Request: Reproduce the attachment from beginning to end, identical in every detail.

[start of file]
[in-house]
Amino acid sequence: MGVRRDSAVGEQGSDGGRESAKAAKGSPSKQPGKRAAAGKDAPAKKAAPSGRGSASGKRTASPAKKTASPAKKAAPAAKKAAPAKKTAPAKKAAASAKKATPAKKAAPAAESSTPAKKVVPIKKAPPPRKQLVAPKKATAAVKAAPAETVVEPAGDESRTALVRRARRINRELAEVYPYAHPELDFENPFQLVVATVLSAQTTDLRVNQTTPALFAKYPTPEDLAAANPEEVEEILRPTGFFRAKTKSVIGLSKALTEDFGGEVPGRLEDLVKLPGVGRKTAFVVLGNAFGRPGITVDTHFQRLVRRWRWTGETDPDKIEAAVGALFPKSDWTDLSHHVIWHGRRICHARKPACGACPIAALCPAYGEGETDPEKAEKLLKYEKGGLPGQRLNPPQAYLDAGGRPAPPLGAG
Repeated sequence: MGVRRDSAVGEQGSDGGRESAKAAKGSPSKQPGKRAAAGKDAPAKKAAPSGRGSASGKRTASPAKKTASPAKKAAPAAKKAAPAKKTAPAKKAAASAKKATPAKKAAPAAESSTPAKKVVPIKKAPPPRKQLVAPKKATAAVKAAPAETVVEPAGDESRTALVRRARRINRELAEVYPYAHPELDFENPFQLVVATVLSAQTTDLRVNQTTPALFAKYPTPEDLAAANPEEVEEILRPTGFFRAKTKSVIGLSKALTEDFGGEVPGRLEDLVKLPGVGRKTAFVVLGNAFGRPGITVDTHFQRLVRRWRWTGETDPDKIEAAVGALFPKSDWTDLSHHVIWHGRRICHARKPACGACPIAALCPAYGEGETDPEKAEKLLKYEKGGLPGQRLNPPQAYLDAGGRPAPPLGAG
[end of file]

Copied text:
[in-house]
Amino acid sequence: MGVRRDSAVGEQGSDGGRESAKAAKGSPSKQPGKRAAAGKDAPAKKAAPSGRGSASGKRTASPAKKTASPAKKAAPAAKKAAPAKKTAPAKKAAASAKKATPAKKAAPAAESSTPAKKVVPIKKAPPPRKQLVAPKKATAAVKAAPAETVVEPAGDESRTALVRRARRINRELAEVYPYAHPELDFENPFQLVVATVLSAQTTDLRVNQTTPALFAKYPTPEDLAAANPEEVEEILRPTGFFRAKTKSVIGLSKALTEDFGGEVPGRLEDLVKLPGVGRKTAFVVLGNAFGRPGITVDTHFQRLVRRWRWTGETDPDKIEAAVGALFPKSDWTDLSHHVIWHGRRICHARKPACGACPIAALCPAYGEGETDPEKAEKLLKYEKGGLPGQRLNPPQAYLDAGGRPAPPLGAG
Repeated sequence: MGVRRDSAVGEQGSDGGRESAKAAKGSPSKQPGKRAAAGKDAPAKKAAPSGRGSASGKRTASPAKKTASPAKKAAPAAKKAAPAKKTAPAKKAAASAKKATPAKKAAPAAESSTPAKKVVPIKKAPPPRKQLVAPKKATAAVKAAPAETVVEPAGDESRTALVRRARRINRELAEVYPYAHPELDFENPFQLVVATVLSAQTTDLRVNQTTPALFAKYPTPEDLAAANPEEVEEILRPTGFFRAKTKSVIGLSKALTEDFGGEVPGRLEDLVKLPGVGRKTAFVVLGNAFGRPGITVDTHFQRLVRRWRWTGETDPDKIEAAVGALFPKSDWTDLSHHVIWHGRRICHARKPACGACPIAALCPAYGEGETDPEKAEKLLKYEKGGLPGQRLNPPQAYLDAGGRPAPPLGAG